'There's something in their eyes' - Child Health Services nurses' experiences of identifying signs of postpartum depression in non-Swedish-speaking immigrant mothers
Research output: Contribution to journal › Article
BACKGROUND: Due to the current world situation, Sweden has one of the highest asylum applications within the European Union. Immigrant mothers, specifically those who have immigrated during the last ten years and do not speak the language of the new country, are found to be at particular risk of being effected by postpartum depression.
AIM: In this study, we elucidate Swedish Child Health Services nurses' experiences of identifying signs of postpartum depression in non-Swedish-speaking immigrant mothers.
METHODS: Latent content analysis was used when analysing data material from 13 research interviews.
RESULTS: Being able to interpret a non-Swedish-speaking immigrant mother's mood required establishing and constant deepening of a transcultural caring relationship, the use of cultural knowledge to perceive signs of postpartum depression from observations and interactions and to rely on intuition.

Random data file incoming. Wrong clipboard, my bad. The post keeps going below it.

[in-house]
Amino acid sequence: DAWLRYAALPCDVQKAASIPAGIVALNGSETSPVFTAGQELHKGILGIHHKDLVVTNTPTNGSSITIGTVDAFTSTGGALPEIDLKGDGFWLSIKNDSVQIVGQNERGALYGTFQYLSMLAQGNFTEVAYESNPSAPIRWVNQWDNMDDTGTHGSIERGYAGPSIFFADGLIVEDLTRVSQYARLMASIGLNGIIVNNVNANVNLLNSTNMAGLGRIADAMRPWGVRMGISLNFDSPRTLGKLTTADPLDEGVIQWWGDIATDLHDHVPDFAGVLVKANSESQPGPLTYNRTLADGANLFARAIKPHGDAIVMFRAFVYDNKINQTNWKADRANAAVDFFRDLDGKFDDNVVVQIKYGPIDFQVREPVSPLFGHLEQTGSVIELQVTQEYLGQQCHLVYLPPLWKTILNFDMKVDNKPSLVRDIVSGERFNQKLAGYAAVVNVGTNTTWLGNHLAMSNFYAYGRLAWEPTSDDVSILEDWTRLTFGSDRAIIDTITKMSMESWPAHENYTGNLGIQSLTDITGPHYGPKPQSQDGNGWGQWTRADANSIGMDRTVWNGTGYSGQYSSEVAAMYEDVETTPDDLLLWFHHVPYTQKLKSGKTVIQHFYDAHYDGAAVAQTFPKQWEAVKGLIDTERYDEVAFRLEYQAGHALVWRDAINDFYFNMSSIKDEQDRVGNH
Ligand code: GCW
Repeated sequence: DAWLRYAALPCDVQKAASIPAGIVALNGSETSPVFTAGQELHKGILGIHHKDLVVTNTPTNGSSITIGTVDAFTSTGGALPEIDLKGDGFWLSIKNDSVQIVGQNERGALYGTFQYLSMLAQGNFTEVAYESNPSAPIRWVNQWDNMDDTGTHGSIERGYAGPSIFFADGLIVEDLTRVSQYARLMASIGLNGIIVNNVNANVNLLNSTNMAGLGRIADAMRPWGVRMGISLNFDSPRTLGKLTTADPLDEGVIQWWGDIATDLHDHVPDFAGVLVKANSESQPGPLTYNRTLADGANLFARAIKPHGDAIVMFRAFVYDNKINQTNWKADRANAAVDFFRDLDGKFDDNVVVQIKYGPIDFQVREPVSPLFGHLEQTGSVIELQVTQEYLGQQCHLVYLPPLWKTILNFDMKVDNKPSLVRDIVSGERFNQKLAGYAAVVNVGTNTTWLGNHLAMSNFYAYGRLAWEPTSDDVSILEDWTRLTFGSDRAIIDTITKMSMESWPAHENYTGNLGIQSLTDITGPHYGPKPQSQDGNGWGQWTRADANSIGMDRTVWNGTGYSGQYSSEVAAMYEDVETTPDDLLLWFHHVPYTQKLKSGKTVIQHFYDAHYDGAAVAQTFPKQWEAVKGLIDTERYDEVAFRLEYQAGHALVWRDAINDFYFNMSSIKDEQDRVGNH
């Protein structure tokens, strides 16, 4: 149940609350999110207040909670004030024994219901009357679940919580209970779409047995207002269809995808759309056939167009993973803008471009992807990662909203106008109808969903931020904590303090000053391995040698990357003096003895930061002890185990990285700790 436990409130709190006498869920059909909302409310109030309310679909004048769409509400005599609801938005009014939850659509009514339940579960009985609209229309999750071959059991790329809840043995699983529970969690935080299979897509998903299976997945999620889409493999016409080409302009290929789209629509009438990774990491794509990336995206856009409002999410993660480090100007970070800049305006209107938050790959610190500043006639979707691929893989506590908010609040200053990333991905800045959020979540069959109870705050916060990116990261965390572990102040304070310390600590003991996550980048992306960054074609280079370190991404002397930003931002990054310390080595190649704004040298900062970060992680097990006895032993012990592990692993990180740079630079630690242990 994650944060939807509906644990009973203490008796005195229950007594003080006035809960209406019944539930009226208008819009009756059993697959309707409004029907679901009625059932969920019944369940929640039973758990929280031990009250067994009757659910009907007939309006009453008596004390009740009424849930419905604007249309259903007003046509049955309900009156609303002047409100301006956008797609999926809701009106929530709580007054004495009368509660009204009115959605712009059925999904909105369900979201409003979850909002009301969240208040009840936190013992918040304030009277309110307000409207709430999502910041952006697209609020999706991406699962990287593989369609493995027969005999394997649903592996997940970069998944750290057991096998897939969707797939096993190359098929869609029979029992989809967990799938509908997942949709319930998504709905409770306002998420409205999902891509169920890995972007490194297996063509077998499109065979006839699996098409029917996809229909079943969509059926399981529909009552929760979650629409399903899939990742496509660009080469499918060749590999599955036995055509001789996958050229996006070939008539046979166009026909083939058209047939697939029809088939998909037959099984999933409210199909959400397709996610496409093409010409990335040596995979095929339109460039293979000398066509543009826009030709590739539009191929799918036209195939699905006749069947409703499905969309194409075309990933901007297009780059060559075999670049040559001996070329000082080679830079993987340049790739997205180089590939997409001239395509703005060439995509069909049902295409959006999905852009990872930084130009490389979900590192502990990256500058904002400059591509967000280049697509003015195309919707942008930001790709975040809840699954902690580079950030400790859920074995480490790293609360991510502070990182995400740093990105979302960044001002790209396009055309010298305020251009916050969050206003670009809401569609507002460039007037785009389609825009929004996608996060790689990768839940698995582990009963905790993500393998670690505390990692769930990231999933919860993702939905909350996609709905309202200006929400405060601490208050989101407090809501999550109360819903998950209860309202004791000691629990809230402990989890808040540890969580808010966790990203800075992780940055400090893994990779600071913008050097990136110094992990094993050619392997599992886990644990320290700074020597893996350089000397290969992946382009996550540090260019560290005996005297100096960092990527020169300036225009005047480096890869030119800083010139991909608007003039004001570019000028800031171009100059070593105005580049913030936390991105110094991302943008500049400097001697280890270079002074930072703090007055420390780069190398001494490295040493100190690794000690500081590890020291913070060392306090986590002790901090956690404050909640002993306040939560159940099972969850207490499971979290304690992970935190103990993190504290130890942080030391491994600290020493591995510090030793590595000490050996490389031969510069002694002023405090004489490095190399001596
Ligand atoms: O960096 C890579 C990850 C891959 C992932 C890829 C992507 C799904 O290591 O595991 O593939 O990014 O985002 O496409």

CONCLUSION: There are both challenges and key factors for success in interpreting the mood of non-Swedish-speaking immigrant mothers.
IMPLICATIONS: This study provides information to healthcare professionals about challenges with adapting the screening with the Edinburgh Postnatal Depression Scale to immigrant mothers not speaking the language of residence. Tacit knowledge and cultural competence among healthcare personnel are invaluable assets when interpreting mental health in this vulnerable group of mothers.
|Research areas and keywords||
Subject classification (UKÄ) – MANDATORY
|Number of pages||9|
|Journal||Scandinavian Journal of Caring Sciences|
|Early online date||2017 Jan 25|
|Publication status||Published - 2017 Dec|
Related research output
Research output: Thesis › Licentiate Thesis